Dr. Woo assumed the deanship of the Mendoza College of Business at the University of Notre Dame in 1997. During Dean Woo’s tenure, the Mendoza College of Business achieved the No. 1 national ranking for its undergraduate programs (Bloomberg BusinessWeek), 6th place for its Executive MBA program (The Wall Street Journal) and 20th place for its MBA program (Bloomberg BusinessWeek), as well as top rankings in Business Ethics (Financial Times, Bloomberg BusinessWeek) and Accountancy (Bloomberg BusinessWeek). Dr. Woo previously served as associate executive vice president for academic affairs at Purdue University.
Dr. Woo’s research focuses on strategy, entrepreneurship, and organizational systems. She currently serves on the boards of Aon Corp., NiSource Inc., Aileron, Catholic Relief Services, Maryknoll Sisters, and the Center for Creative Leadership. She is a member of the Board of Regents, University of Portland. Dr. Woo earned her bachelor’s degree in Economics with highest distinction and honors, a Master of Science in Industrial Administration with recognition as a Krannert Scholar, and her Ph.D. from Purdue University.
Prof. Anderson’s interests concern the religion and literature of the Old Testament/Hebrew Bible with special interest in the reception of the Bible in early Judaism and Christianity. His interests span the entire Bible but more recently he has put special focus on the book of Genesis as well as priestly literature.
Anderson has won numerous awards including grants from the American Philosophical Society, Lilly Endowment, and the Institute for Advanced Study at Hebrew University. His most recent book, Sin: A History (Yale University Press, 2009) treats the way in which metaphors for sin change from the First to the Second Temple period and how those changes decisively shaped the way Jews and Christians came to view the effect of sins and how they might be forgiven. This year he is a Senior Fellow at the Tikvah Center for Jewish Law and Civilization at New York University and is working on a book on the subject of charity for the poor.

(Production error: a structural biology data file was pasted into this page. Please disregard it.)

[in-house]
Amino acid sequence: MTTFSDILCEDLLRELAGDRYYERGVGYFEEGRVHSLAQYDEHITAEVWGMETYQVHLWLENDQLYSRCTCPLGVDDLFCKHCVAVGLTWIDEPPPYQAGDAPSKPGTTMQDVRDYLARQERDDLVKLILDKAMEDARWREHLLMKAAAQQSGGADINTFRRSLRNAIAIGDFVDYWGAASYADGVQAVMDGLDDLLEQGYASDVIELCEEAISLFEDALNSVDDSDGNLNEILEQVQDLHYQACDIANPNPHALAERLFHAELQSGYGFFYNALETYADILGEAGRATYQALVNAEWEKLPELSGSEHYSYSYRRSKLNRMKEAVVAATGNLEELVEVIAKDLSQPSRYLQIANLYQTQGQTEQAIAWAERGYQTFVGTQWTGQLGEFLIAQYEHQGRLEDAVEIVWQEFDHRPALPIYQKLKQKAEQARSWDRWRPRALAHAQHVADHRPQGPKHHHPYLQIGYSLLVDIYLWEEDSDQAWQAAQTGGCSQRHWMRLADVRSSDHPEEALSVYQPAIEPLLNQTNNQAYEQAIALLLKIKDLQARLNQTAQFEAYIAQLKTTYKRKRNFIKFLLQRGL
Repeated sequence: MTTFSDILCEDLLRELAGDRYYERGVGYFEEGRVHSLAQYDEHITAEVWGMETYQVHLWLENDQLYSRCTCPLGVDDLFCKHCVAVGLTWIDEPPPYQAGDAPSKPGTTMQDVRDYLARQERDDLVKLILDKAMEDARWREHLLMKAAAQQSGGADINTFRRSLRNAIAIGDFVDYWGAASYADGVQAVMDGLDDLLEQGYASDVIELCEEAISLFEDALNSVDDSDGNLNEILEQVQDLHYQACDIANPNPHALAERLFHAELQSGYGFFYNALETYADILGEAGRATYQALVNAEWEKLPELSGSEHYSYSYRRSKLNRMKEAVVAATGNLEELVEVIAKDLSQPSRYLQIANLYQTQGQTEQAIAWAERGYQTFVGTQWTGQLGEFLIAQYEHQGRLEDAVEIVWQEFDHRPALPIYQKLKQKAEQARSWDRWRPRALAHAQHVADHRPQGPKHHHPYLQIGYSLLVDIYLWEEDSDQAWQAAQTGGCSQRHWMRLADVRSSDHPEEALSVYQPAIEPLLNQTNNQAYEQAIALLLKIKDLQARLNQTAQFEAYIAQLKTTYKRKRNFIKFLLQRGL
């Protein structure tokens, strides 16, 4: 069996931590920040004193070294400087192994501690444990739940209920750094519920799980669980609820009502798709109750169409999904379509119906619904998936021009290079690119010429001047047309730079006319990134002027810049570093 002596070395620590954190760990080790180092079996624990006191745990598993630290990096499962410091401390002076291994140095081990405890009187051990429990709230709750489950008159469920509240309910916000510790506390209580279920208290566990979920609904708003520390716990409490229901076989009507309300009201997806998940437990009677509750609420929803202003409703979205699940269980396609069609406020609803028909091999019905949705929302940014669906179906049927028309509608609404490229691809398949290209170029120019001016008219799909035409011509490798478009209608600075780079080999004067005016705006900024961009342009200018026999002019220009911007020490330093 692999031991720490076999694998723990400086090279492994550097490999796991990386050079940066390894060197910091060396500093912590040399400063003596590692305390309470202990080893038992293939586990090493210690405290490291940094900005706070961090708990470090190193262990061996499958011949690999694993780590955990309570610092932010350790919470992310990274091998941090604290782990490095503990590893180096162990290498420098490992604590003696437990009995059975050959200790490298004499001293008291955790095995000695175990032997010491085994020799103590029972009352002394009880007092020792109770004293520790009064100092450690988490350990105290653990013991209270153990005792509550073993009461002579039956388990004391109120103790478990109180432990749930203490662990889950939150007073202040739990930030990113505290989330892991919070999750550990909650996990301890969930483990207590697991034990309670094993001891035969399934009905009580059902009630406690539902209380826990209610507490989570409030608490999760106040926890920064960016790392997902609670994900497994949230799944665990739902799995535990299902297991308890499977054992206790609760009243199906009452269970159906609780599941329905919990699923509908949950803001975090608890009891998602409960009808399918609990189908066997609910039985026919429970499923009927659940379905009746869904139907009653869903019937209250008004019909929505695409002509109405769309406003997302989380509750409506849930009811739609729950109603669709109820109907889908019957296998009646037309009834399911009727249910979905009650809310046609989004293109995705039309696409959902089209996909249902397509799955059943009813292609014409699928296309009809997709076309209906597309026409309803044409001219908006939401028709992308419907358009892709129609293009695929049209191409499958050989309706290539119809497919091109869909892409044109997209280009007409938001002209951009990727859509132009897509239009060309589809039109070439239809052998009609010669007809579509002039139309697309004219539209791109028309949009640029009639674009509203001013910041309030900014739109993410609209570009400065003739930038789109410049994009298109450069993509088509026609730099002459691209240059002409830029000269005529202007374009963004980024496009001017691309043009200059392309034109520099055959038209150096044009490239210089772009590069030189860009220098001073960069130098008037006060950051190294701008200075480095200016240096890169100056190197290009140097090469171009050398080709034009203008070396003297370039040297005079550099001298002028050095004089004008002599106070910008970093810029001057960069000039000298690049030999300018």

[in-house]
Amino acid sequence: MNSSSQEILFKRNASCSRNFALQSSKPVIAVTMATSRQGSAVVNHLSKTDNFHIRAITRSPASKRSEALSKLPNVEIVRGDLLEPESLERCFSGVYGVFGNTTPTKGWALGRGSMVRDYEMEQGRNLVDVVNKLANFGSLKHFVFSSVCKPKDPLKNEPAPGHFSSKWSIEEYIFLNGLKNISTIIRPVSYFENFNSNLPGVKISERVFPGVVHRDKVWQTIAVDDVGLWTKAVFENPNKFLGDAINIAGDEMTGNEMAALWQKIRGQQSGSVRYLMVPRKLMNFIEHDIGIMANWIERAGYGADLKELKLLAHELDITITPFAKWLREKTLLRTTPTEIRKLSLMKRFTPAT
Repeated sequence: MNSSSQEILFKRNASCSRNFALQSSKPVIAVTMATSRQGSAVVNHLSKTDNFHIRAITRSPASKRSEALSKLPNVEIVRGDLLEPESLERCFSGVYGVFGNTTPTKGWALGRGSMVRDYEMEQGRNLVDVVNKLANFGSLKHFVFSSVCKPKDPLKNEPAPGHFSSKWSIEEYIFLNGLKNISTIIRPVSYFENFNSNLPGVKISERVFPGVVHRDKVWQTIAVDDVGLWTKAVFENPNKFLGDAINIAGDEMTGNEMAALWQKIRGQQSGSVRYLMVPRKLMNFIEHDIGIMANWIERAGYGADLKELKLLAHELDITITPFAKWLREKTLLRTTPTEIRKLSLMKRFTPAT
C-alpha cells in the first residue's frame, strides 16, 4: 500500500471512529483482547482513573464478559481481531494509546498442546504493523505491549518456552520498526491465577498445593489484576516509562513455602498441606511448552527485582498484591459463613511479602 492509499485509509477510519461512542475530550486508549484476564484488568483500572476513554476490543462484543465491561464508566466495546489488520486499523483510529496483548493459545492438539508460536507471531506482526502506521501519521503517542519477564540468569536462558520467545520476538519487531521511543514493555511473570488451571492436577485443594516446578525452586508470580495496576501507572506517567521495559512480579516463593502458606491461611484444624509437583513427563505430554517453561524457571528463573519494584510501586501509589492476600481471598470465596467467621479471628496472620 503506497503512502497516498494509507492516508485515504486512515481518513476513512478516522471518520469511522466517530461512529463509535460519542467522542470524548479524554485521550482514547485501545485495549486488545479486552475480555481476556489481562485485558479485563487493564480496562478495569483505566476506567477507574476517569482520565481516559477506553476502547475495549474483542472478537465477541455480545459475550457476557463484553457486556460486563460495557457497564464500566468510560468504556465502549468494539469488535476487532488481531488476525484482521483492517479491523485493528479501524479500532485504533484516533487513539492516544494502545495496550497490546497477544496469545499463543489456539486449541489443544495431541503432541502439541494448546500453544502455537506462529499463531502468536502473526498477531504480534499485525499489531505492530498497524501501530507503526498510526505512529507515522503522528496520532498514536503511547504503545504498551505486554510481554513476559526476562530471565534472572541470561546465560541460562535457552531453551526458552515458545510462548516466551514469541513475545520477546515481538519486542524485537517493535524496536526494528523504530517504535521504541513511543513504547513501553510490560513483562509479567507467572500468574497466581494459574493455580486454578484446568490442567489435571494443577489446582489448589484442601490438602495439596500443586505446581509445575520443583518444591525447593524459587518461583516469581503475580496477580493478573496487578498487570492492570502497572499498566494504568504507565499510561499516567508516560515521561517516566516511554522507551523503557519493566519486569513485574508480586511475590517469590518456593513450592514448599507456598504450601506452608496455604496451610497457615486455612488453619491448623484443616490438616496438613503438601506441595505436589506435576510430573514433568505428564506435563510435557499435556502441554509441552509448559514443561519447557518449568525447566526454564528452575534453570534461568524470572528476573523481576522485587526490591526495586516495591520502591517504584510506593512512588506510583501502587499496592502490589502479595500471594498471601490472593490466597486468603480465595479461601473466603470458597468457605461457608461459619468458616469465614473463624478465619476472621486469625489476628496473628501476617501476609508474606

Shanna Gast is a senior economics major and philosophy, politics, and economics (PPE) minor originally from Overland Park, Kansas. After spending a summer in Phnom Penh, Cambodia working with physically disabled students, Gast studied for a semester in Rome before returning to the United States to focus on urban education issues. During summer 2010, she interned at the U.S. Department of Education. She is currently writing a senior thesis examining the impact of income support programs on student academic achievement. On campus, Gast helps run Teamwork for Tomorrow, a literacy program in the South Bend community, chairs the Southeast Asia working group of the International Development Research Council, and conducts research on Chinese youth culture with the Kellogg Institute. In her time both away and back in the United States, Gast has developed a passion for helping children in poverty, no matter the country.